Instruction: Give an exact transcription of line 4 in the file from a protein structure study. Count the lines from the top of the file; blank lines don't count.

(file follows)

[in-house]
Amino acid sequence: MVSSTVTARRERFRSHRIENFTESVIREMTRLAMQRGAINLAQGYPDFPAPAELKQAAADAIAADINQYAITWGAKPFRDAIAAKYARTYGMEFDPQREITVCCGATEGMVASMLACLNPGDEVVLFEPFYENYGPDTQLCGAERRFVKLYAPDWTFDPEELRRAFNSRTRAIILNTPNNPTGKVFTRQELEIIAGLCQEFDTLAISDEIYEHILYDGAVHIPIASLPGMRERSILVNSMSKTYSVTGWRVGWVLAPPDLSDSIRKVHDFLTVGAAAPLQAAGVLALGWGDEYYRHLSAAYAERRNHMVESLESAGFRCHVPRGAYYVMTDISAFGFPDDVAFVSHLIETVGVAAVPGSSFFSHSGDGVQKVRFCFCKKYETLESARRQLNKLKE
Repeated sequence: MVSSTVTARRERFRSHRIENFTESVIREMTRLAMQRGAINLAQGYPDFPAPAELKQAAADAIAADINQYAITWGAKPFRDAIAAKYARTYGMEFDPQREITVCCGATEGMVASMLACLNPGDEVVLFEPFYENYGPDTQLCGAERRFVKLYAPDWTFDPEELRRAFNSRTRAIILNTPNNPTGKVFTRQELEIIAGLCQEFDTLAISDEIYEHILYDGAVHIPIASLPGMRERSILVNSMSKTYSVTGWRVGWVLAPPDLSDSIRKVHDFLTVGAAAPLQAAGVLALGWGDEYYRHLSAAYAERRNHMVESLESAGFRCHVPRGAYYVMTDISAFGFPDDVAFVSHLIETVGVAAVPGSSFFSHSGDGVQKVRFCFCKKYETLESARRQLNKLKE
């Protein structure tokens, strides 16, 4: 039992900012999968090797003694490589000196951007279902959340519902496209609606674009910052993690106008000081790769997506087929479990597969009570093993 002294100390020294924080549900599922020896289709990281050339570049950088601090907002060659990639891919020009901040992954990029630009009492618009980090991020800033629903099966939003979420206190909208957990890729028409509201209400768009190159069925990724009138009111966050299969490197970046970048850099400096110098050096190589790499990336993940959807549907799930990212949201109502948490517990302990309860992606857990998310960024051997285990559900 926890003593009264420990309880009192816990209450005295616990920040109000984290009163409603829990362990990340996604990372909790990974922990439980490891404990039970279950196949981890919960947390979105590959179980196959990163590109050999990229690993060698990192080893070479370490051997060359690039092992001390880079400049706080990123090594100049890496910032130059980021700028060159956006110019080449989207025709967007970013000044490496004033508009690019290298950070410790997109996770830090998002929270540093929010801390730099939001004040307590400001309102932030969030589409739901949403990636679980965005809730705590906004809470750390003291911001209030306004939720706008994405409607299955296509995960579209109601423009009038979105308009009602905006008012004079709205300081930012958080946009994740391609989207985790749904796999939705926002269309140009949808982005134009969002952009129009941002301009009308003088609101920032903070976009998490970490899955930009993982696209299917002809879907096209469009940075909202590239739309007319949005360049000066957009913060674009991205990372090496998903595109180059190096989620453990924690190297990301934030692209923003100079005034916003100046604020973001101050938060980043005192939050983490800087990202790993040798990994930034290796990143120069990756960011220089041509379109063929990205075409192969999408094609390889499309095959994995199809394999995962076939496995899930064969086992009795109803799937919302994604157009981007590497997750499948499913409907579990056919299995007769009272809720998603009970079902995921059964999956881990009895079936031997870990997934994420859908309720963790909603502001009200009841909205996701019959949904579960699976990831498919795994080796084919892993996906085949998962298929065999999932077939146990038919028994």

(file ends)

């Protein structure tokens, strides 16, 4: 039992900012999968090797003694490589000196951007279902959340519902496209609606674009910052993690106008000081790769997506087929479990597969009570093993 002294100390020294924080549900599922020896289709990281050339570049950088601090907002060659990639891919020009901040992954990029630009009492618009980090991020800033629903099966939003979420206190909208957990890729028409509201209400768009190159069925990724009138009111966050299969490197970046970048850099400096110098050096190589790499990336993940959807549907799930990212949201109502948490517990302990309860992606857990998310960024051997285990559900 926890003593009264420990309880009192816990209450005295616990920040109000984290009163409603829990362990990340996604990372909790990974922990439980490891404990039970279950196949981890919960947390979105590959179980196959990163590109050999990229690993060698990192080893070479370490051997060359690039092992001390880079400049706080990123090594100049890496910032130059980021700028060159956006110019080449989207025709967007970013000044490496004033508009690019290298950070410790997109996770830090998002929270540093929010801390730099939001004040307590400001309102932030969030589409739901949403990636679980965005809730705590906004809470750390003291911001209030306004939720706008994405409607299955296509995960579209109601423009009038979105308009009602905006008012004079709205300081930012958080946009994740391609989207985790749904796999939705926002269309140009949808982005134009969002952009129009941002301009009308003088609101920032903070976009998490970490899955930009993982696209299917002809879907096209469009940075909202590239739309007319949005360049000066957009913060674009991205990372090496998903595109180059190096989620453990924690190297990301934030692209923003100079005034916003100046604020973001101050938060980043005192939050983490800087990202790993040798990994930034290796990143120069990756960011220089041509379109063929990205075409192969999408094609390889499309095959994995199809394999995962076939496995899930064969086992009795109803799937919302994604157009981007590497997750499948499913409907579990056919299995007769009272809720998603009970079902995921059964999956881990009895079936031997870990997934994420859908309720963790909603502001009200009841909205996701019959949904579960699976990831498919795994080796084919892993996906085949998962298929065999999932077939146990038919028994």